Book Review: The Greatest Urdu Stories Ever Told by Muhammad Umar Memon



Genre: Anthology/ Fiction

Publishers: Aleph Book Company

Price: Rs. 699/-  ( I got the book for review from the publisher)
Behind the Book

Selected and translated by writer, editor and translator par excellence Muhammad Umar Memon, the twenty-five stories in this book represent the finest short fiction in Urdu literature.

In his Introduction, Memon traces the evolution of the Urdu short story from its origins in the work of writers like Munshi Premchand—‘the first professional short story writer in Urdu’—through the emergence of the Progressives in the late 1930s, whose writings were unabashedly political and underpinned their Marxist ideologies, to the post-Independence ‘Modernist’ era, and today’s generation of avant-garde, experimental writers of Urdu fiction.

Every story in the anthology illustrates one or the other facet of the form in the Urdu literary tradition. But even more than for their formal technique and inventiveness, these stories have been included because of their power and impact on the reader. Death and poverty face off in Premchand’s masterpiece ‘The Shroud’. In Khalida Asghar’s ‘The Wagon’, a mysterious redness begins to cloak the sunset in a village by the Ravi. Behind closed doors and cracks in the windows lies desire but also ‘a sense of queer foreboding’ in Naiyer Masud’s ‘Obscure Domains of Fear and Desire'. The tragedy and horror of Partition are brought to life by Saadat Hasan Manto’s lunatic (in ‘Toba Tek Singh’) and the eponymous heroine of Rajinder Singh Bedi’s ‘Laajwanti’. Despairing, violent, passionate, humorous, ironic and profound—the fiction in The Greatest Urdu Stories Ever Told will imprint itself indelibly on your mind.

About the Author

Muhammad Umar Memon is professor emeritus of Urdu literature and Islamic studies at the University of Wisconsin, Madison. He is a critic, short story writer and has translated numerous works of Urdu fiction, of which the most recent is Collected Stories: Naiyer Masud. He was editor of the Annual of Urdu Studies (1993–2014). He lives in Madison, Wisconsin.

This is one book I have pined for, in the literal sense. I don’t remember when and how I was introduced to Urdu literature but I remember my ever growing love for it. This book is the epitome of all the love I hold in my heart for this language, its stories and of course the story tellers. This book is a collection of some of the most amazing gems of Urdu literature, each one a raging masterpiece in its own sense. Though it is difficult to state what I exactly love about this language, one thing that I can vouch for is the sheer beauty this has. Every word is like music and every sentence is poetry. And this translated work, does perfect justice to its enormous splendor.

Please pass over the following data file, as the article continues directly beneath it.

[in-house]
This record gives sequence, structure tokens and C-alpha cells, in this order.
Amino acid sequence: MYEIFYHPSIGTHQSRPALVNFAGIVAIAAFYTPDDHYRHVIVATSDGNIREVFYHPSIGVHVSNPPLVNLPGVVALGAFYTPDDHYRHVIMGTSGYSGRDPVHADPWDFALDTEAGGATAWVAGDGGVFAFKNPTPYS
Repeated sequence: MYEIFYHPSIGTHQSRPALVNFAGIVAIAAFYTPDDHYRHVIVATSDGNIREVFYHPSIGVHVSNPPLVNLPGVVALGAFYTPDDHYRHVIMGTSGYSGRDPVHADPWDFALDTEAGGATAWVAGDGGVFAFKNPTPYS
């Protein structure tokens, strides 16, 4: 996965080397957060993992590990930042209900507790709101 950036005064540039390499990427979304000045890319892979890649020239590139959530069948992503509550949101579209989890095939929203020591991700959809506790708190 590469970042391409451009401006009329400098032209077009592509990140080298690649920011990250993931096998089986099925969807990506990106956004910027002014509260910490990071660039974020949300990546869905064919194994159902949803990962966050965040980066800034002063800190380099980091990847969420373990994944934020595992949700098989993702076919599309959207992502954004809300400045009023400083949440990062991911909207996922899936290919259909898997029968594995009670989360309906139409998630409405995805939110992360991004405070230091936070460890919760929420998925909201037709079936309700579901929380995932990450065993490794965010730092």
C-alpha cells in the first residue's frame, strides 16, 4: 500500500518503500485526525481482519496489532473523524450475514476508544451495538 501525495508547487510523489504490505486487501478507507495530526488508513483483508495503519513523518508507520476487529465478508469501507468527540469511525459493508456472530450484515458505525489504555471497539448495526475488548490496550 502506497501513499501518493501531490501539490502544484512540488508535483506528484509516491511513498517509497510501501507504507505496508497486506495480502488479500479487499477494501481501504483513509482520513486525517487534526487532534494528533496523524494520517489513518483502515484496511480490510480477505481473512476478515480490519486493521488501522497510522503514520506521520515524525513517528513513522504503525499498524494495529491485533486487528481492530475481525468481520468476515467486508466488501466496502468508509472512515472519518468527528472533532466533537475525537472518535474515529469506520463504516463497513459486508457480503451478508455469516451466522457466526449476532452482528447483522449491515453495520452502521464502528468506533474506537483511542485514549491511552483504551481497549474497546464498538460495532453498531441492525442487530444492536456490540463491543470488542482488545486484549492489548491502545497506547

Saadat Hasan Manto and Ismat Chugtai remain a personal favourite for many reasons. His Toba Tek Singh is one piece I can never have enough of. Every time I read it there is something new that I discover in between those lines. Manto is one author who holds the mirror to his readers, giving them a glimpse of life with all its ugliness intact. While on the other hand, Ismat Chugtai (Of Fists and rubs) is one writer whose heroines have always left me spellbound. Such simple day to day characters and what depth and valor! With the narrative as she goes about revealing them layer by layer, by the time the story ends you are enthralled.

Then ofcourse there is Munshi Premchand (The Shroud) whom I have studied as a part of my curriculum and still am fascinated by the world recreated in his stories. The fragility of human life displayed at its best in his stories. Beyond the Fog by Qurratulain Hyder gave me goose bumps, the rawness of the narrative still clear in my memory.

The beginning of the book is with heart touching gems like Obscure Domains of Fear and Desire by Naiyer Masud, The Shepherd by Ashfaq Ahmad, The Saga of Jaanki Raman Pandey by Zakia Mashhadi and Sukhe Saawan by Zamruddin Ahmad. Poignant story telling at its best is how these works can be best described. Not to forget Banished by Jamila Hashmi , A sheet by Salam Bin Razzaq, Sunlight by Abdullah Hussein, The Pose by Anwer Khan, Aanandi by Ghulam Abbas ,The Old Mansion by Ikramullah and Laajwanti by Rajinder Singh Bedi – these stories made me ponder on life in general and the life of a woman at large. I have always wondered how can life be so harsh for some and then realized that this is how we see life. What is harsh for me, can be easy for someone. It is all a matter of perspective.

The Wagon by Khalida Asghar, The Back Room by Intizar Husain, Voices by Muhammad by Salim-Ur-Rahman, Do you suppose it’s the East Wind? By Altaf Fatima and Ma’I Dada – The Man with Three names by Asad Muhammad Khan have strong narratives, ones that push you to do some soul searching.

Two Old Kippers by Siddiq Aalam, Fable of a Severed Head by Sajid Rashid, The Man by Syed Muhammad Ashraf, The Vultures of the Parsi Cemetery by Ali Imam Naqvi and The Tree by Tassaduq Sohail can easily be called the icing on the cake as these stories prepare for this journey to end soon. They tell you of people that seem distant and are yet so real and close by.

For me this book is love personified. No wonder I spent close to a month devouring it and still can't have enough of it. I will keep going back to it time and again, every time my heart craves for words that will soothe its fraying nerves. Kudos to Muhammad Umar Memon for not only selecting these gems but also translating them so brilliantly! This book is a must have for all literature lovers, strongly recommended.

Foodie Verdict

This book is like the Mixed Sprouts Coriander Dosa - Delectable and delightful in every bite!

Source: Archana's Kitchen


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